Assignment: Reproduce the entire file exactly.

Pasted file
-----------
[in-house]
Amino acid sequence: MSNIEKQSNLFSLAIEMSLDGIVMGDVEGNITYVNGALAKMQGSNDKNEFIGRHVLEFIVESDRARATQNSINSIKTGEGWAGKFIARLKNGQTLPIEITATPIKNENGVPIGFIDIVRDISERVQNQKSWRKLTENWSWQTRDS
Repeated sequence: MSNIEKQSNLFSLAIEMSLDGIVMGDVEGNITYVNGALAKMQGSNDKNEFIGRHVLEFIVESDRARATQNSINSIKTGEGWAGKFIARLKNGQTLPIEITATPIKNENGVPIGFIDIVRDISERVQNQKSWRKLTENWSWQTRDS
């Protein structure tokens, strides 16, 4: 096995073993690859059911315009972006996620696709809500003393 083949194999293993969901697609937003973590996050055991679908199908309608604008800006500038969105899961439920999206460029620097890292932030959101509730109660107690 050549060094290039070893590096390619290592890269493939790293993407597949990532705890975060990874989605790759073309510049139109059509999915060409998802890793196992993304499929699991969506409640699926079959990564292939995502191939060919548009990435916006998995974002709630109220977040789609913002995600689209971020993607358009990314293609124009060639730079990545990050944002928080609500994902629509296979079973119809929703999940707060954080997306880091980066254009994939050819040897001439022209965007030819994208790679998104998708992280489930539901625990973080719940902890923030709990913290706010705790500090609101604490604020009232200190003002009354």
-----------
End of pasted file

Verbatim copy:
[in-house]
Amino acid sequence: MSNIEKQSNLFSLAIEMSLDGIVMGDVEGNITYVNGALAKMQGSNDKNEFIGRHVLEFIVESDRARATQNSINSIKTGEGWAGKFIARLKNGQTLPIEITATPIKNENGVPIGFIDIVRDISERVQNQKSWRKLTENWSWQTRDS
Repeated sequence: MSNIEKQSNLFSLAIEMSLDGIVMGDVEGNITYVNGALAKMQGSNDKNEFIGRHVLEFIVESDRARATQNSINSIKTGEGWAGKFIARLKNGQTLPIEITATPIKNENGVPIGFIDIVRDISERVQNQKSWRKLTENWSWQTRDS
């Protein structure tokens, strides 16, 4: 096995073993690859059911315009972006996620696709809500003393 083949194999293993969901697609937003973590996050055991679908199908309608604008800006500038969105899961439920999206460029620097890292932030959101509730109660107690 050549060094290039070893590096390619290592890269493939790293993407597949990532705890975060990874989605790759073309510049139109059509999915060409998802890793196992993304499929699991969506409640699926079959990564292939995502191939060919548009990435916006998995974002709630109220977040789609913002995600689209971020993607358009990314293609124009060639730079990545990050944002928080609500994902629509296979079973119809929703999940707060954080997306880091980066254009994939050819040897001439022209965007030819994208790679998104998708992280489930539901625990973080719940902890923030709990913290706010705790500090609101604490604020009232200190003002009354």